Psychological Medicine

Original Articles

Functional anatomy of inner speech and auditory verbal imagery

P. K. McGuirea1 c1, D. A. Silbersweiga1, R. M. Murraya1, A. S. Davida1, R. S. J. Frackowiaka1 and C. D. Fritha1

a1 Department of Psychological Medicine, Institute of Psychiatry; Wellcome Department of Cognitive Neurology, c/o MRC Cyclotron Unit, Hammersmith Hospital; Department of Psychology, University College, London; Departments of Psychiatry and Neurology, Cornell Medical Centre, New York, USA


The neural correlates of inner speech and of auditory verbal imagery were examined in normal volunteers, using positron emission tomography (PET). Subjects were shown single words which they used to generate short, stereotyped sentences without speaking. In an inner speech task, sentences were silently articulated, while in an auditory verbal imagery condition, subjects imagined sentences being spoken to them in an another person's voice. Inner speech was associated with increased activity in the left inferior frontal gyrus. Auditory verbal imagery was associated with increases in the same region, and in the left premotor cortex, the supplementary motor area and the left temporal cortex. The data suggest that the silent articulation of sentences involves activity in an area concerned with speech generation, while imagining speech is associated with additional activity in regions associated with speech perception.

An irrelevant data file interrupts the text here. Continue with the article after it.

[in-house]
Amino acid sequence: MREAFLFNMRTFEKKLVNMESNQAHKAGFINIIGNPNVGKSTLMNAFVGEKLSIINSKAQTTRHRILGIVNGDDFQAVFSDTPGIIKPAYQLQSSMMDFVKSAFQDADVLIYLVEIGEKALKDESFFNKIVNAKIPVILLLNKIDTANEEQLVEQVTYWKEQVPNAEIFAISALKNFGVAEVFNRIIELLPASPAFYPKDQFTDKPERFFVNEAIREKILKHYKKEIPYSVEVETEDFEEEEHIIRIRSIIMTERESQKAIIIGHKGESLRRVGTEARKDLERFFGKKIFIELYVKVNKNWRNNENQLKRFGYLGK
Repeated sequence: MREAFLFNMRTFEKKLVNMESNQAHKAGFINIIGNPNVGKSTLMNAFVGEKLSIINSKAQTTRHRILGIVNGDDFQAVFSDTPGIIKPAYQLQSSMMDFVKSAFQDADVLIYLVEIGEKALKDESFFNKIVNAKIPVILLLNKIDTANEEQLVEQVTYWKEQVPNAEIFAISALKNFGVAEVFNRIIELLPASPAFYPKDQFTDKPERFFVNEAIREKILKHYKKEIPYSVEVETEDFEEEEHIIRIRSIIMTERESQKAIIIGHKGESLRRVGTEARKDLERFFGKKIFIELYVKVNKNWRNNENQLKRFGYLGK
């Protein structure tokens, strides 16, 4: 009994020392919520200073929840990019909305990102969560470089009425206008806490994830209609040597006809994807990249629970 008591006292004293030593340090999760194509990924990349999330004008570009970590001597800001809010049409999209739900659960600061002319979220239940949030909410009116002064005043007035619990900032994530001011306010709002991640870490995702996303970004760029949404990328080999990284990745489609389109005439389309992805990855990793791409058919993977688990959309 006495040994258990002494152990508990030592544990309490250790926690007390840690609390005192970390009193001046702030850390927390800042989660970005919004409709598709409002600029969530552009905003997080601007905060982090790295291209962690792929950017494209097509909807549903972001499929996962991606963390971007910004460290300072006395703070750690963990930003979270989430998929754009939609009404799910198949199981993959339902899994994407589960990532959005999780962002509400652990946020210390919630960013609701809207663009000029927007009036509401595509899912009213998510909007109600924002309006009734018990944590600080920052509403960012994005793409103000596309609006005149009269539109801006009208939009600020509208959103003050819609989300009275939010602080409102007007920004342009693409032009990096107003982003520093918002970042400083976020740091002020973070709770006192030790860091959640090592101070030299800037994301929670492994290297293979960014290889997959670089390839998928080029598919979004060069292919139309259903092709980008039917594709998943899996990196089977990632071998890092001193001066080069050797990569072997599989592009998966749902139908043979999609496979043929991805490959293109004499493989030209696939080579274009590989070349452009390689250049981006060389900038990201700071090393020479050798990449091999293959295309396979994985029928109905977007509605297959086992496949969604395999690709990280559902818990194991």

c1 Address for correspondence: Dr P. K. McGuire, Department of Psychological Medicine, Institute of Psychiatry, De Crespigny Park, London SE5 8AF.